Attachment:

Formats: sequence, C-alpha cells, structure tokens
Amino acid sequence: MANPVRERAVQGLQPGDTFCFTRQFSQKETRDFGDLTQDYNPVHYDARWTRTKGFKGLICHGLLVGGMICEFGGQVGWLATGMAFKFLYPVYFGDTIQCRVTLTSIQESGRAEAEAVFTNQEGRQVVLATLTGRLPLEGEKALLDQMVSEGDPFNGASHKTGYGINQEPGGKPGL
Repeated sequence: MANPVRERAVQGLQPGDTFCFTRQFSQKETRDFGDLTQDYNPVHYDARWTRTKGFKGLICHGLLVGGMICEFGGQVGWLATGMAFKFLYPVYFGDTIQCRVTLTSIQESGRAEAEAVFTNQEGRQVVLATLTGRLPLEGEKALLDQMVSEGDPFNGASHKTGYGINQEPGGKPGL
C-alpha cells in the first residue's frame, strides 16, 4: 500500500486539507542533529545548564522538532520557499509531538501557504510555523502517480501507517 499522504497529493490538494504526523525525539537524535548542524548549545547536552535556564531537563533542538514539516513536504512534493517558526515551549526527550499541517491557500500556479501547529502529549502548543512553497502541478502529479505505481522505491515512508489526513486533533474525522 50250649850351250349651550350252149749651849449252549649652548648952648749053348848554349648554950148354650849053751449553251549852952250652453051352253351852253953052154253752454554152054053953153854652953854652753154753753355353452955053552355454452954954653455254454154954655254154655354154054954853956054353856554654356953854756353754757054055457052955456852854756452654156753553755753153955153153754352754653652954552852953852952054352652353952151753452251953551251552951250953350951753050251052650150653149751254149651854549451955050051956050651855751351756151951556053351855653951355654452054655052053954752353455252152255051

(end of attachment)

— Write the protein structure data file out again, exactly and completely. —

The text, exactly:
Formats: sequence, C-alpha cells, structure tokens
Amino acid sequence: MANPVRERAVQGLQPGDTFCFTRQFSQKETRDFGDLTQDYNPVHYDARWTRTKGFKGLICHGLLVGGMICEFGGQVGWLATGMAFKFLYPVYFGDTIQCRVTLTSIQESGRAEAEAVFTNQEGRQVVLATLTGRLPLEGEKALLDQMVSEGDPFNGASHKTGYGINQEPGGKPGL
Repeated sequence: MANPVRERAVQGLQPGDTFCFTRQFSQKETRDFGDLTQDYNPVHYDARWTRTKGFKGLICHGLLVGGMICEFGGQVGWLATGMAFKFLYPVYFGDTIQCRVTLTSIQESGRAEAEAVFTNQEGRQVVLATLTGRLPLEGEKALLDQMVSEGDPFNGASHKTGYGINQEPGGKPGL
C-alpha cells in the first residue's frame, strides 16, 4: 500500500486539507542533529545548564522538532520557499509531538501557504510555523502517480501507517 499522504497529493490538494504526523525525539537524535548542524548549545547536552535556564531537563533542538514539516513536504512534493517558526515551549526527550499541517491557500500556479501547529502529549502548543512553497502541478502529479505505481522505491515512508489526513486533533474525522 50250649850351250349651550350252149749651849449252549649652548648952648749053348848554349648554950148354650849053751449553251549852952250652453051352253351852253953052154253752454554152054053953153854652953854652753154753753355353452955053552355454452954954653455254454154954655254154655354154054954853956054353856554654356953854756353754757054055457052955456852854756452654156753553755753153955153153754352754653652954552852953852952054352652353952151753452251953551251552951250953350951753050251052650150653149751254149651854549451955050051956050651855751351756151951556053351855653951355654452054655052053954752353455252152255051